Electro-funk phenom Thieves Like Us gets chatty

Thieves Like Us is an electro band that’s two-thirds Swedish and one-third American that creates indie electro-pop that’s akin to a sonic mix of New Order and Daft Punk. The band consists of singer Andy, keybaordist Bjorn, and drummer Pontus. They released their debut album "Play Music" last October on the Fantasy Memory Label. Since then the band have been tearing up clubs worldwide with their cutting edge retro future funk.

Q: You’ve said that "Play Music" is your autobiography. What kind of events and experiences do you draw from to write a song?

A: Most of the songs on the album were about breaking up. The three of us were living in Berlin. I had gone there expecting a crowded German metropol… I hadn’t even done my research that the town had been bombed. And I thought everything would look like German book influence Christiane F. But, the town was empty. People were only listening to techno. No pretty girls would talk to me. The music scene sucked. But, there was this promise, that you could make something in Berlin. It wasn’t a "finished city" like NYC or Paris. The three of us were all down, I suppose. Bjorn and I hated everyone and everything. I was binge drinking every day starting at noon, all through the night. Luckily Pontus stepped in. He wasn’t on this mad romp in substance abuse like Bjorn and I were. I had met a sexy Austrian girl. She sang in Sex In Dallas, which I thought was shit. But she was good in bed. And seemed to love me. I was acting stupid. And I freaked out one night because of the booze. She just split up with me. And then, I think most of the songs were about losing. We are a band of losers. I think "Miss You" is the only up song on the album. That one is about being a waitress in a nightclub and also about Angela and David Bowie (I had a dream about them). I don’t want to keep writing about losing, though.

Q: The sonic vocabulary you guys employ on "Play Music" is like a rediscovered language of electronica, beyond New Order, where do you guys look for inspiration?

A: Bjorn and I were sampling our favorite records. And I had two really expensive old delay pedals. I don’t know. At that time. We wanted to sound like some late seventies kraut record. We are listening to a lot of seventies stuff. I think "Hate It or Love It" by 50 cent is a great example of a song that combines this sixties soul feeling with some modern keyboards. I also think V-2 Schneider and the "Sound and Vision on the Low" record by David Bowie are a really cool fusion of 60s soul and "The Future." So, I guess we want to combine the past with the far future.

Q: How is it to work with bandmates who are from different countries? What unique influences do each of you bring to the music?

A: Bjorn and Pontus are more pop than me. If it weren’t for them, I think every song would sound like "Broken Heart" by Spiritualized. Bjorn is always researching some older obscure music to look at. I think he had listened to a lot of R&B and soul. He started drumming at eight.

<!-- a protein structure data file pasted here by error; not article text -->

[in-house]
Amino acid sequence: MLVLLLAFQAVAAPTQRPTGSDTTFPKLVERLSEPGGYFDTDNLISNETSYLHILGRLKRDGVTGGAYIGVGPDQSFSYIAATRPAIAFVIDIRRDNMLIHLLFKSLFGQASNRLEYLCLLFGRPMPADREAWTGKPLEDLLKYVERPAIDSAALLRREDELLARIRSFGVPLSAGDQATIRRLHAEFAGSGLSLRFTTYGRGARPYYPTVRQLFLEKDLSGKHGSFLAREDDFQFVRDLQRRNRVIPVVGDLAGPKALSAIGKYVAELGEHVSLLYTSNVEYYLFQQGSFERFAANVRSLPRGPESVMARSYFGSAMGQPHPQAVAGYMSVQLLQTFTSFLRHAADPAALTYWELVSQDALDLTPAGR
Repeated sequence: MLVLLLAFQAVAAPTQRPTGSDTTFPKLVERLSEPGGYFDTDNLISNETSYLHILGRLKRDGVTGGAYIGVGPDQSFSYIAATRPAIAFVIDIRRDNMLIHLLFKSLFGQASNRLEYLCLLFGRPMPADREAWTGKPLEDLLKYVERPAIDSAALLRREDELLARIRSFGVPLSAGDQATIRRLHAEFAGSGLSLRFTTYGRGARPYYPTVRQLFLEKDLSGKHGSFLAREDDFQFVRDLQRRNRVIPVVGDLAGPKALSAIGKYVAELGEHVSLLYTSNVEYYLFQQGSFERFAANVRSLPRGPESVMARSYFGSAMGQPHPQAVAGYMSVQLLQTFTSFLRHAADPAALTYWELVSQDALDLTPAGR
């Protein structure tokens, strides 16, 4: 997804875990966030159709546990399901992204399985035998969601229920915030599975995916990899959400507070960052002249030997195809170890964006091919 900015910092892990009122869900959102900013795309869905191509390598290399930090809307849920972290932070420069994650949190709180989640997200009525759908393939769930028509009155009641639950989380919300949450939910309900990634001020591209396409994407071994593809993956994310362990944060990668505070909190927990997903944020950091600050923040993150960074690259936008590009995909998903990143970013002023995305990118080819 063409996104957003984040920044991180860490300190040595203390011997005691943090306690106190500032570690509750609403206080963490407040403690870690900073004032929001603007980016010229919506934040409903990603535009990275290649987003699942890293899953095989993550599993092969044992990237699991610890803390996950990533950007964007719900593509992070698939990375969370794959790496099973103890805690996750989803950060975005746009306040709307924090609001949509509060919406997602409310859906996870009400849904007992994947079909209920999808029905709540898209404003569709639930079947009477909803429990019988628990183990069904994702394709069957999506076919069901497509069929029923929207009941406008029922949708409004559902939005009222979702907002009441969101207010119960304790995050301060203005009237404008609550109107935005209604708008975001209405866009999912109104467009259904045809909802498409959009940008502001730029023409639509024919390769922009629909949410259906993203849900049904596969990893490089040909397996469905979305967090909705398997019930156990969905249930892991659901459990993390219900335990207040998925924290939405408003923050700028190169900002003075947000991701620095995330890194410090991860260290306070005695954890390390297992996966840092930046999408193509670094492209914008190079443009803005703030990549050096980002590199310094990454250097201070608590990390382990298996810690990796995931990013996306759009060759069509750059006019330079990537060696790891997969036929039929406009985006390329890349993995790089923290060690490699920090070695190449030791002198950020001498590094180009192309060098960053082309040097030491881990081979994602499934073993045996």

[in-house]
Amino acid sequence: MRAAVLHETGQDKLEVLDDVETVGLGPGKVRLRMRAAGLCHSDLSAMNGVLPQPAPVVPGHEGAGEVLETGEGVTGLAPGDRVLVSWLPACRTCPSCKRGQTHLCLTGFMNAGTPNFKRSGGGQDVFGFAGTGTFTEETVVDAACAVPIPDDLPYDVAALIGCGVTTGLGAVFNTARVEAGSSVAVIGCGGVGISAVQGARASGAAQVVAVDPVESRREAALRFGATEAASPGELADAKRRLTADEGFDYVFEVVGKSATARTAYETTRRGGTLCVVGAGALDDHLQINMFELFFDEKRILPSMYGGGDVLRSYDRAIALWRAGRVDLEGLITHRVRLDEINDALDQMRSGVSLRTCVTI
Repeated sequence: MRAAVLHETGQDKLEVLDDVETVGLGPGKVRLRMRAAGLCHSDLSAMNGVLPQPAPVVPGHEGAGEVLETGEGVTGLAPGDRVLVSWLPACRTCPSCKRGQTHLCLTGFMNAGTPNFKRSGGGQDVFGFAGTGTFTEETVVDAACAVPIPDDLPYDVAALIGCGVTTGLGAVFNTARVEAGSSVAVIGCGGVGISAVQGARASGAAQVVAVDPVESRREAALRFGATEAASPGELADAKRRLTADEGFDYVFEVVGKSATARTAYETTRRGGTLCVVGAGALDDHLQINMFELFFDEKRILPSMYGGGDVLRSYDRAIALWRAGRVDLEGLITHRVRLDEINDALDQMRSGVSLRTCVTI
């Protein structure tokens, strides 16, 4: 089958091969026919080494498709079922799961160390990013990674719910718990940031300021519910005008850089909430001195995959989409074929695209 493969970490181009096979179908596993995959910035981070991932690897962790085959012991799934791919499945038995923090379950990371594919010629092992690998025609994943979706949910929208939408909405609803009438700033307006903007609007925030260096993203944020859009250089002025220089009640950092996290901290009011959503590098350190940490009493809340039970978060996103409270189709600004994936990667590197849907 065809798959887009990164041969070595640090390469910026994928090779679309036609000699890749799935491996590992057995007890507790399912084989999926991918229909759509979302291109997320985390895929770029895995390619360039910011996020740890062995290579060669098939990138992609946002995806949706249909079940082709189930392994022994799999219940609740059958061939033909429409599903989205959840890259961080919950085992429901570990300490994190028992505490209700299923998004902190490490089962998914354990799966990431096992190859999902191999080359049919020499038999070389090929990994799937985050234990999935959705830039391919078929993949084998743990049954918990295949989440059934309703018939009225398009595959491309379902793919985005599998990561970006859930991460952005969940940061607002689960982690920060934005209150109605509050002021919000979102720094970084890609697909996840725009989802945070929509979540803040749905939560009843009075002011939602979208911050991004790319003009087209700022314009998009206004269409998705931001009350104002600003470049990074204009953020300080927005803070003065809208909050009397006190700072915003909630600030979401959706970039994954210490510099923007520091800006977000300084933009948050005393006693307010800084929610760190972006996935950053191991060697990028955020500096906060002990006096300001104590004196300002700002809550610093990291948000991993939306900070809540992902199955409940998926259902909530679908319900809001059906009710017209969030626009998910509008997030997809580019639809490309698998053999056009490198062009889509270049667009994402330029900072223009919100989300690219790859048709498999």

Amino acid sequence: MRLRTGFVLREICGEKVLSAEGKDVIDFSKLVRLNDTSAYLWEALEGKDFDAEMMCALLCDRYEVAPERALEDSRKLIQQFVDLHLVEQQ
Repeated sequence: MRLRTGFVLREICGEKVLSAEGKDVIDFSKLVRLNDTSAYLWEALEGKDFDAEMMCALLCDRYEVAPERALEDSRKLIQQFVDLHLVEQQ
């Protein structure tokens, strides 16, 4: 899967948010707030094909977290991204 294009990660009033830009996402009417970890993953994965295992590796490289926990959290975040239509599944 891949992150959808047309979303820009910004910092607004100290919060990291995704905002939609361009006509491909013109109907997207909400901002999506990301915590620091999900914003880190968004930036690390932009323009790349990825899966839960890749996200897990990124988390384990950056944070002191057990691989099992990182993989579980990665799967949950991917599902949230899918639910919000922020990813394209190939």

Bjorn and I aren’t real musicians. Or we were just hobbyists. We were both big fans of [musician] The Edge. He saw U2 in 1992 in Malmo and I saw them in 1992 in Denver.

Q: When you were recording the album in Berlin, London, New York City and Stockholm was it all together as a group or did you record parts and send them to each other via e-mail?

A: It was mostly as a group. I had very little to do with "Desire" and "Miss You" actually. I wrote the singing parts after the backing tracks were done.

Q: Do you remember the moment that you as a group decided that you could make music that was better than the stuff you heard in nightclubs night after night?

A: Well that must have been my first month in Berlin. I saw some really silly guy get up with a CD for a backing track. People loved it. I hated it because it was so tongue in cheek. I was listening to Blonde Redhead a lot. And I think I had this idea for a kind of slightly glamorous but tragic disco band. That would be us. Hopefully we will morph into the Bee Gees and make some money soon.

Q: I love the spoken word on "Program of the Second Part," it’s like reading poetry to the Blade Runner soundtrack. Where did the idea of spoken word in this interlude come from?

A: We had the instrumental first. And I think I was too proud, somehow. I wanted lyrics for everything, so I wrote a poem for it. I always want our lyrics to be printed. Lyrics are important. Language is important. Poetry is important. That song is maybe about watching time fade away.

Q: The video for "Program of the First Part" works so well with the footage from the Tron movie, did you guys write the song with that in mind, or did it all just fall in place?

A: It was probably in the back our heads when we made the tune. So, a gift from God maybe.

Q: What’s in store for Thieves Like Us in 2009?

A: We are making a second record, which we want to have out before the end of the year. And hopefully we will tour a lot. If we can get some extra finances, I’d like to see us pimp out our stage show with some lights and special effects.